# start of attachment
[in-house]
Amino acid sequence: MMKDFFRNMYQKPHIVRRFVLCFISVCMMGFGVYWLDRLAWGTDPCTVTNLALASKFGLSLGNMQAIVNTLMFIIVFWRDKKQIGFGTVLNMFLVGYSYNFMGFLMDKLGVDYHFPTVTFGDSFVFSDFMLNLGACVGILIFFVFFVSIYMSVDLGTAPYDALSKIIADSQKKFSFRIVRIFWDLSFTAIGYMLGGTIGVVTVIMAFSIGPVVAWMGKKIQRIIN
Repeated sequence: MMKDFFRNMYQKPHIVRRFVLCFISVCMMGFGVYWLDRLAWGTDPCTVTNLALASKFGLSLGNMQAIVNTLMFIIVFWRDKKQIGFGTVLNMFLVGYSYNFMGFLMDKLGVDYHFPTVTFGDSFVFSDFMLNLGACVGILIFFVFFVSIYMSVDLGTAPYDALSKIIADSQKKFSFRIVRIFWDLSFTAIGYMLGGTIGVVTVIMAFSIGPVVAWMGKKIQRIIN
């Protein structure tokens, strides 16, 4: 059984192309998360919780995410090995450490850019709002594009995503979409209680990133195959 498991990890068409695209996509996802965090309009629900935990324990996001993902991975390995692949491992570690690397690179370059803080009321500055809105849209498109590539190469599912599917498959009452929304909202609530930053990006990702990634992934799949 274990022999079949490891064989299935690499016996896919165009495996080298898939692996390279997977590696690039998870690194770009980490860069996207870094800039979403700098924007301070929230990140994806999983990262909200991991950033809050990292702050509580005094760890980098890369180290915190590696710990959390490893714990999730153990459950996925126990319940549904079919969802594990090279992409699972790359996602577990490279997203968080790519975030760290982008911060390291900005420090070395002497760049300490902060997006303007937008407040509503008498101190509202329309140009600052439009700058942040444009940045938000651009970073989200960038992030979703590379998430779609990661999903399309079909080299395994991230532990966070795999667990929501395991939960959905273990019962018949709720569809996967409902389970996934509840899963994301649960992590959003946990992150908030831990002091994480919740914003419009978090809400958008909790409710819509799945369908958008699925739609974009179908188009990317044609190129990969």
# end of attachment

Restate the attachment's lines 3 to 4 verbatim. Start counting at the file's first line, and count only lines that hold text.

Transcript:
Repeated sequence: MMKDFFRNMYQKPHIVRRFVLCFISVCMMGFGVYWLDRLAWGTDPCTVTNLALASKFGLSLGNMQAIVNTLMFIIVFWRDKKQIGFGTVLNMFLVGYSYNFMGFLMDKLGVDYHFPTVTFGDSFVFSDFMLNLGACVGILIFFVFFVSIYMSVDLGTAPYDALSKIIADSQKKFSFRIVRIFWDLSFTAIGYMLGGTIGVVTVIMAFSIGPVVAWMGKKIQRIIN
């Protein structure tokens, strides 16, 4: 059984192309998360919780995410090995450490850019709002594009995503979409209680990133195959 498991990890068409695209996509996802965090309009629900935990324990996001993902991975390995692949491992570690690397690179370059803080009321500055809105849209498109590539190469599912599917498959009452929304909202609530930053990006990702990634992934799949 274990022999079949490891064989299935690499016996896919165009495996080298898939692996390279997977590696690039998870690194770009980490860069996207870094800039979403700098924007301070929230990140994806999983990262909200991991950033809050990292702050509580005094760890980098890369180290915190590696710990959390490893714990999730153990459950996925126990319940549904079919969802594990090279992409699972790359996602577990490279997203968080790519975030760290982008911060390291900005420090070395002497760049300490902060997006303007937008407040509503008498101190509202329309140009600052439009700058942040444009940045938000651009970073989200960038992030979703590379998430779609990661999903399309079909080299395994991230532990966070795999667990929501395991939960959905273990019962018949709720569809996967409902389970996934509840899963994301649960992590959003946990992150908030831990002091994480919740914003419009978090809400958008909790409710819509799945369908958008699925739609974009179908188009990317044609190129990969």